Frank William Boreham 1871-1959

Frank William Boreham 1871-1959
A photo F W Boreham took of himself in 1911

Thursday, March 01, 2007

Thou Shalt Not Steal Boreham's Sermons

In an article in 1944, J J North, the New Zealand Baptist leader, proclaimed these thoughts about the stealing of sermons and other ‘intellectual property’.

"Thou Shalt Not Steal."
That was one of the ten precepts written on granite and intended to bind in social peace the chosen people. It is the commandment that defends private property. It confronts the cattle raider, the sneak thief, the commercial thief—thieves, in short, of every breed and brood. It is very lately, indeed, that another sort of property was declared by international law to be sacred against thieves. Shakespeare has his piece about the man who steals a purse and who steals trash. He suffered himself from literary thieves who pinched his plays and told the drolleries as though their own wit had begotten them. But at long last a preacher's sermon, a poet's hymn, an author's novel argument are all alike "property." So says the law.

The Victorian writers were shamefully robbed by the Yankees. America refused to recognise literary property as property at all. When Dickens went to America with not too much money in his pockets, he found that twenty publishers had printed "Pickwick Papers," and "Boz" and the rest of his prodigious novels, and had sold hundreds of thousands of them without paying him a dollar. He invoked Sinai and called them a pack of thieves—which they were. But the law has now been tightened up, and it is international. Look at your hymnbook and see that permission was given, or secured by payment, for the publication of the best and specially of the newest hymns. Look at recent books and remark that for every long quotation from another author permission to quote has been asked for and often paid for.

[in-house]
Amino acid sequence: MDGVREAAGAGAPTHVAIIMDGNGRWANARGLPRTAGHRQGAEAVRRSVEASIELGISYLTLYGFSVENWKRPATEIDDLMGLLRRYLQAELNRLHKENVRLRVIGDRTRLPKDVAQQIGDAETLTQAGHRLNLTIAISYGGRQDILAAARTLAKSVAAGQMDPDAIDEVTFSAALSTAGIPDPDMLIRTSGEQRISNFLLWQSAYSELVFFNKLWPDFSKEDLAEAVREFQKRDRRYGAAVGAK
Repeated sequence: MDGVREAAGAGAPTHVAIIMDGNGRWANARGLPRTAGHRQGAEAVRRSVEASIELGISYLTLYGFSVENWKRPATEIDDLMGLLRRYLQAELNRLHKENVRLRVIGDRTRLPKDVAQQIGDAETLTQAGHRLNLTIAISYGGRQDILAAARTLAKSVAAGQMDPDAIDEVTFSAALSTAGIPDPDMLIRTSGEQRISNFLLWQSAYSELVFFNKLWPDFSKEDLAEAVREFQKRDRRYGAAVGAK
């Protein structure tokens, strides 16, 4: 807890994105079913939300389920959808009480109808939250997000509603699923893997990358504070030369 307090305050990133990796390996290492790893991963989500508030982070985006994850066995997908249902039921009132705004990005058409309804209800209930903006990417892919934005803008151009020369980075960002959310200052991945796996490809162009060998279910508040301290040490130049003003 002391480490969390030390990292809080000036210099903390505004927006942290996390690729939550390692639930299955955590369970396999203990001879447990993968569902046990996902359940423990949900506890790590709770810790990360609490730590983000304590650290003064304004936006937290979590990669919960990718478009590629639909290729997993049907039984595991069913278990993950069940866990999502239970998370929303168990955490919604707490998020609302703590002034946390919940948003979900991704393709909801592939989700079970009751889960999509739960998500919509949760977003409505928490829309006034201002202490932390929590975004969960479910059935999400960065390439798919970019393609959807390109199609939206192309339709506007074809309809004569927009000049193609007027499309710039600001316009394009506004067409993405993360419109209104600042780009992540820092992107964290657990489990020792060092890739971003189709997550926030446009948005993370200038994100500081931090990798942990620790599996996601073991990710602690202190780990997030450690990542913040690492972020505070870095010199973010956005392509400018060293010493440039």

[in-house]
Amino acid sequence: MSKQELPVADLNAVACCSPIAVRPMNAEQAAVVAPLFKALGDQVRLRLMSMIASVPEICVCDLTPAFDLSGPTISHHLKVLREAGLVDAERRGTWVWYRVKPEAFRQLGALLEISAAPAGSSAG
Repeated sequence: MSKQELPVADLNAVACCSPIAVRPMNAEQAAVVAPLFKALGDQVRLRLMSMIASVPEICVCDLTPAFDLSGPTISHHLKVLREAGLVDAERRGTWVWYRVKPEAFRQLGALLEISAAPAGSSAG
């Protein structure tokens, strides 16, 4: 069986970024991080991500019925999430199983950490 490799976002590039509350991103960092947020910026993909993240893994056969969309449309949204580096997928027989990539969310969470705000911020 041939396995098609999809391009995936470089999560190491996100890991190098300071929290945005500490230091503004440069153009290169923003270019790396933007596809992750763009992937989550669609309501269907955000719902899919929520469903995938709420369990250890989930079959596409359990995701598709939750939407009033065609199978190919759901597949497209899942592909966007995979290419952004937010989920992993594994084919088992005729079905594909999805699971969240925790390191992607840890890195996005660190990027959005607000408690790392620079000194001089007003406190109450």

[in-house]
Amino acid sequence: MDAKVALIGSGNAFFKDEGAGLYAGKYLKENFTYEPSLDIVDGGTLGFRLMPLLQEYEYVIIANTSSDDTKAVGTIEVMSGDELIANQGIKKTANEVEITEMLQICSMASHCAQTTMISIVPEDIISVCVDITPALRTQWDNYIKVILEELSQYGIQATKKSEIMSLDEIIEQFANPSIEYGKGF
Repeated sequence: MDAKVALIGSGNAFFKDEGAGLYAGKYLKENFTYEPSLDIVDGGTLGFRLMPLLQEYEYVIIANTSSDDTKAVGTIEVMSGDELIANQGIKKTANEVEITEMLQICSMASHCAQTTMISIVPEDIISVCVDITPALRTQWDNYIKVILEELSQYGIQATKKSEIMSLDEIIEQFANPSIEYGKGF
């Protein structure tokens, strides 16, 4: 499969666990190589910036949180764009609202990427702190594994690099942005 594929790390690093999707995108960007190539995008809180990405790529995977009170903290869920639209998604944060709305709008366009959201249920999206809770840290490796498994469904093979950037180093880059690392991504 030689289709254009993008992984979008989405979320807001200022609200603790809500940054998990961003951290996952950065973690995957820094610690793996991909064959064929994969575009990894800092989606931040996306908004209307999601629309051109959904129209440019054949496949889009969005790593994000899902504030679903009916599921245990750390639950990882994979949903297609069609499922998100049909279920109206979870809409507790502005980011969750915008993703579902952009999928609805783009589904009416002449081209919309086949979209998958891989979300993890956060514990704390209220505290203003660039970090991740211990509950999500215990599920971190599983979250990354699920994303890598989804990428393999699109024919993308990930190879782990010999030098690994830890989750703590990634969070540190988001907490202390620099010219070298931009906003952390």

Ministers have been shameless thieves. C. H. Spurgeon's penny sermons circulated by the 100,000. But local preachers and bankrupt regular preachers read them from hundreds of pulpits without a thank you. That can't be done now. Occasionally it is done.

We remember when Morrison was the last pulpit sensation that a minister of a large church gave one of his sermons verbatim. One of his elders went home, reached down the book, and was too ashamed of his minister to look up.

We have heard of Boreham being actually used by a preacher who was detected by one who was fond of our gentle friend who actually read his books. This of course is a crime. Men have been unfrocked for it. We can't expect and never get absolute originality. All people borrow from other writers. What is expected is that they shall digest what they read and treat it from their own, and not from their neighbour's standpoint.

Tell me what I knew before
But paint the prospect from thy door.

A person preaching another person’s sermon is David waddling about in Saul's armour. It never fits.

Source: J.J.North, New Zealand Baptist, May 1944, 99

Image: J. J. North. This picture is from the front cover of the New Zealand Baptist, November 1949, the time of North's retirement as editor of the Baptist.